FIA to boost rally safety with new crash simulator
Danger lurks at every corner in any kind of auto racing event, and drivers can certainly use all of the safety features and measures they can get. Toward this end, the Fédération Internationale de l'Automobile (FIA) has announced a breakthrough in safety—a new crash simulator that could reduce the risk of spinal injuries commonly reported in Cross Country competition.
In FIA’s Cross Country rally races, a number of cases have popped up relating to spinal injury caused by heavy impact or landing. Conducting extensive research to identify the most significant factors that contribute to the risk, the FIA Foundation, with the help of Total Human Model for Safety (THUMS), developed a virtual model of the cockpit environment that makes such injuries possible.
With the new simulator system, FIA research engineers can virtually reenact crash cases to identify and analyze how the circumstances surrounding the crash caused the loading of the spine that injured many drivers and co-drivers in FIA’s rally races.
The THUMS model, developed by Toyota Motor Company in partnership with the FIA, offers a virtual representation of the human body made up of almost two million elements, which accurately reproduce the human form, from rigid bone structures to soft tissues and organs.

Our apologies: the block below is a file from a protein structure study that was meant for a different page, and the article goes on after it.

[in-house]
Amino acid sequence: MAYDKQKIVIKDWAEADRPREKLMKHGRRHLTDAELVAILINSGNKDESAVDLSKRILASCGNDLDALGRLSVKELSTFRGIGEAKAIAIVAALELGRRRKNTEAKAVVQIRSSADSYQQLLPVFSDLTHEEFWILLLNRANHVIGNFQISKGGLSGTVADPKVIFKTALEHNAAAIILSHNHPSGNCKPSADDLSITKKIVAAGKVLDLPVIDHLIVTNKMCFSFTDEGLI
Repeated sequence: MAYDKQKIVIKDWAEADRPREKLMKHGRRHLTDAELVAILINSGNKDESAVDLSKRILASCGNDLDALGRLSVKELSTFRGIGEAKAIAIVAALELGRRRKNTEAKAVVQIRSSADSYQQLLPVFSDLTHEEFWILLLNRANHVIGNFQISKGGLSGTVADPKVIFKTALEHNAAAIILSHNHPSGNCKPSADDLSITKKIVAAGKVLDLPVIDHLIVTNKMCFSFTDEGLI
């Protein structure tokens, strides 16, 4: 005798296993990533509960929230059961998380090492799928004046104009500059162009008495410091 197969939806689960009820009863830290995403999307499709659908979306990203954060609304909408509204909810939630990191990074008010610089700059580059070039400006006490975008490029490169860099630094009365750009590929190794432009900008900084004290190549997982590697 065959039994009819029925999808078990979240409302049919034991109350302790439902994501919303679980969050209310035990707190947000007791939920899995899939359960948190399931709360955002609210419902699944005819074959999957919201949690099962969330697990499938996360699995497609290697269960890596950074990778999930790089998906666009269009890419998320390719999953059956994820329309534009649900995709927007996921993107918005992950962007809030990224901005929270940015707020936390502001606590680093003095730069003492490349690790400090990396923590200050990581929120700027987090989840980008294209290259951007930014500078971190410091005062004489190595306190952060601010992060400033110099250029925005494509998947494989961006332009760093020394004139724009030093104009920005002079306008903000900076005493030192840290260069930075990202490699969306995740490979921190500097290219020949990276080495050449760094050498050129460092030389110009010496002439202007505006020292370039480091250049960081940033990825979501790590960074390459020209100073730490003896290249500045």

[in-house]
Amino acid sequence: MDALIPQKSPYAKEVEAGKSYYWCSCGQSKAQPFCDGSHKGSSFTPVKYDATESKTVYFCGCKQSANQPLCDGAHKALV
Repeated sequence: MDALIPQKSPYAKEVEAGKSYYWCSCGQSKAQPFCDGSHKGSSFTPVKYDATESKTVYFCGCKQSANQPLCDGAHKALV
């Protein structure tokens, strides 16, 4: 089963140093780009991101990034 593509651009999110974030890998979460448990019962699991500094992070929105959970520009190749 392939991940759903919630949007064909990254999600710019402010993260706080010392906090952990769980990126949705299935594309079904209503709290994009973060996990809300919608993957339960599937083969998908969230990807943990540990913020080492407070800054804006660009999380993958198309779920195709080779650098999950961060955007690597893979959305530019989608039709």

After simulation tests, the FIA engineers validate their findings by comparing the results to real-world cases.
One of the cases under review is a 2018 Cross Country rally accident in which the co-driver suffered fractures from the T3 to T8 vertebra. What’s surprising about this particular case is that the driver came out unscathed from the ordeal, unlike his unlucky co-pilot.
Here are the findings of the simulation, according to FIA:
“The results provided by the THUMS model highlighted that rotating the competitor’s seat to a more upright position equated to a 22 percent reduction in the forces that translate into a fracture of the spine during a heavy landing.”
“The FIA’s research concluded that the installation of the safety harness is a key factor in mitigating spinal injury during a heavy landing or impact. Changing the angle of the lap strap on the safety harness between the anchorage point behind the seat and the buckle resulted in an eight per cent reduction in the potential for a spinal fracture in the event of a heavy landing.”
“The study also found that a heavy landing with a tight safety harness reduced the load on the spine by around six percent, meaning that it is important competitors always make sure their safety harness is properly tightened during the entire event.”
“The research also considered the weight of the competitor, concluding that a 10kg lower mass of the driver or co-driver led to an eight percent reduction in the load on the spine.”
Researchers sought to quantify the key differences between the two opposing possibilities, with the hope that the knowledge can be applied by all competitors to prevent injuries in similar cases.
Photo/s from FIA